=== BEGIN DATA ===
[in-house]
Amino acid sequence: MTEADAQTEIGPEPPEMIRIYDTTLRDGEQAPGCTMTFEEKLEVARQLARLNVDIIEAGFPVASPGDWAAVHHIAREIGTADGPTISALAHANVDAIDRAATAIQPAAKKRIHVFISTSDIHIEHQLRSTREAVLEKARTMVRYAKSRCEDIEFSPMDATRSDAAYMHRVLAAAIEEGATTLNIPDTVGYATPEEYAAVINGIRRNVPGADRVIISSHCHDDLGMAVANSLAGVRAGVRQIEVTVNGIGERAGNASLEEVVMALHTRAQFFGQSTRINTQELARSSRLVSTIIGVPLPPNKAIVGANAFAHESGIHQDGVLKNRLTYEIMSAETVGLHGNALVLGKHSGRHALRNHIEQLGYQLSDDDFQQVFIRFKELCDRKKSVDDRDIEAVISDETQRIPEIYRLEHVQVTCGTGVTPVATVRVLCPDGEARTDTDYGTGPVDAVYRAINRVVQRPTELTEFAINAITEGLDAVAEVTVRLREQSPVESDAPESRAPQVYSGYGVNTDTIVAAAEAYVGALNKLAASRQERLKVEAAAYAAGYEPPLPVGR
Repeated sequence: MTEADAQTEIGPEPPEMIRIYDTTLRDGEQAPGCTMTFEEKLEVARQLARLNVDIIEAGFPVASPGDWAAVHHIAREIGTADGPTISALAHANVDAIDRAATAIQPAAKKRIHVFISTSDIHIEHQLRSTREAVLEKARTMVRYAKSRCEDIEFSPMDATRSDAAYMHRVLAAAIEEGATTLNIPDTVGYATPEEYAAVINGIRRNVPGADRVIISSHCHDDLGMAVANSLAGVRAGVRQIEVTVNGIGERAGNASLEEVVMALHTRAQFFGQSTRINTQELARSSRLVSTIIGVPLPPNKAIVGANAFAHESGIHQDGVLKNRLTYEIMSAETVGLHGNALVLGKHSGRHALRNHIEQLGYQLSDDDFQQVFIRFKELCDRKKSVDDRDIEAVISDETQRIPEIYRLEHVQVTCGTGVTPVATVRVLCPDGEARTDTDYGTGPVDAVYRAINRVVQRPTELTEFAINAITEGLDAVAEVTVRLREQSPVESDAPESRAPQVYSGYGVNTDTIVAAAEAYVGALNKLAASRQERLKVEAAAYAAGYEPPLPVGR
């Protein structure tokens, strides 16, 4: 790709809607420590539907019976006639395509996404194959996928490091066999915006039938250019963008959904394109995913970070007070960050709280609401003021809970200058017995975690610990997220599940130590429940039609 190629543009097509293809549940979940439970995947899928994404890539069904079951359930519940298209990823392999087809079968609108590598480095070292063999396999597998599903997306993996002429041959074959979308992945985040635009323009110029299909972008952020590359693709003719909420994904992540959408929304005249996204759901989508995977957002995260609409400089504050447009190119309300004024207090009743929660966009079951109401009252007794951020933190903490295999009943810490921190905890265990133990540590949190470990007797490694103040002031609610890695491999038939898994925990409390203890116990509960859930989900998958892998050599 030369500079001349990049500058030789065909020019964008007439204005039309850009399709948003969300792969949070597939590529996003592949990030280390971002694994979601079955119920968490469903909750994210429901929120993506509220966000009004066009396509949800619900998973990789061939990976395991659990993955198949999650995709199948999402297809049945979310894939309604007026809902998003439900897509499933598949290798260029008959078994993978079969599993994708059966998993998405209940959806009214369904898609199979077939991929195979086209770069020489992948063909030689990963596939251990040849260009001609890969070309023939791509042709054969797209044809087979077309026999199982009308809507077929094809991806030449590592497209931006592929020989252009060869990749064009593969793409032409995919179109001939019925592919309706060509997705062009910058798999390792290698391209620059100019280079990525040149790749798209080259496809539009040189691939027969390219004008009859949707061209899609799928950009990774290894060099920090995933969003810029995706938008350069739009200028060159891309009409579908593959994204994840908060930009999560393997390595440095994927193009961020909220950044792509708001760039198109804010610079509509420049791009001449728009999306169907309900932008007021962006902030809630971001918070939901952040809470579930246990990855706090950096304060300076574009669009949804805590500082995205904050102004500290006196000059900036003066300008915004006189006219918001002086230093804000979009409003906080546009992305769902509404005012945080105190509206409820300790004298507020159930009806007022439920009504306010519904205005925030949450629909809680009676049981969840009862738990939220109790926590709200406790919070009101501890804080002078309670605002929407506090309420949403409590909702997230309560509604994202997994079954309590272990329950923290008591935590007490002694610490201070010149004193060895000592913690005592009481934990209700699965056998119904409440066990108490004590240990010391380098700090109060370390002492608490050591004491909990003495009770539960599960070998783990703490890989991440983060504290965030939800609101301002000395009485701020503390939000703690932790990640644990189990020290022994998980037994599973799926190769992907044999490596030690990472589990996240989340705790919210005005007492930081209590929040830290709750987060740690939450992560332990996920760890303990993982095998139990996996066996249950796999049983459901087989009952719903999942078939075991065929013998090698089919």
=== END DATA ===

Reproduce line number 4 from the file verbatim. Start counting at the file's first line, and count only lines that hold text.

């Protein structure tokens, strides 16, 4: 790709809607420590539907019976006639395509996404194959996928490091066999915006039938250019963008959904394109995913970070007070960050709280609401003021809970200058017995975690610990997220599940130590429940039609 190629543009097509293809549940979940439970995947899928994404890539069904079951359930519940298209990823392999087809079968609108590598480095070292063999396999597998599903997306993996002429041959074959979308992945985040635009323009110029299909972008952020590359693709003719909420994904992540959408929304005249996204759901989508995977957002995260609409400089504050447009190119309300004024207090009743929660966009079951109401009252007794951020933190903490295999009943810490921190905890265990133990540590949190470990007797490694103040002031609610890695491999038939898994925990409390203890116990509960859930989900998958892998050599 030369500079001349990049500058030789065909020019964008007439204005039309850009399709948003969300792969949070597939590529996003592949990030280390971002694994979601079955119920968490469903909750994210429901929120993506509220966000009004066009396509949800619900998973990789061939990976395991659990993955198949999650995709199948999402297809049945979310894939309604007026809902998003439900897509499933598949290798260029008959078994993978079969599993994708059966998993998405209940959806009214369904898609199979077939991929195979086209770069020489992948063909030689990963596939251990040849260009001609890969070309023939791509042709054969797209044809087979077309026999199982009308809507077929094809991806030449590592497209931006592929020989252009060869990749064009593969793409032409995919179109001939019925592919309706060509997705062009910058798999390792290698391209620059100019280079990525040149790749798209080259496809539009040189691939027969390219004008009859949707061209899609799928950009990774290894060099920090995933969003810029995706938008350069739009200028060159891309009409579908593959994204994840908060930009999560393997390595440095994927193009961020909220950044792509708001760039198109804010610079509509420049791009001449728009999306169907309900932008007021962006902030809630971001918070939901952040809470579930246990990855706090950096304060300076574009669009949804805590500082995205904050102004500290006196000059900036003066300008915004006189006219918001002086230093804000979009409003906080546009992305769902509404005012945080105190509206409820300790004298507020159930009806007022439920009504306010519904205005925030949450629909809680009676049981969840009862738990939220109790926590709200406790919070009101501890804080002078309670605002929407506090309420949403409590909702997230309560509604994202997994079954309590272990329950923290008591935590007490002694610490201070010149004193060895000592913690005592009481934990209700699965056998119904409440066990108490004590240990010391380098700090109060370390002492608490050591004491909990003495009770539960599960070998783990703490890989991440983060504290965030939800609101301002000395009485701020503390939000703690932790990640644990189990020290022994998980037994599973799926190769992907044999490596030690990472589990996240989340705790919210005005007492930081209590929040830290709750987060740690939450992560332990996920760890303990993982095998139990996996066996249950796999049983459901087989009952719903999942078939075991065929013998090698089919």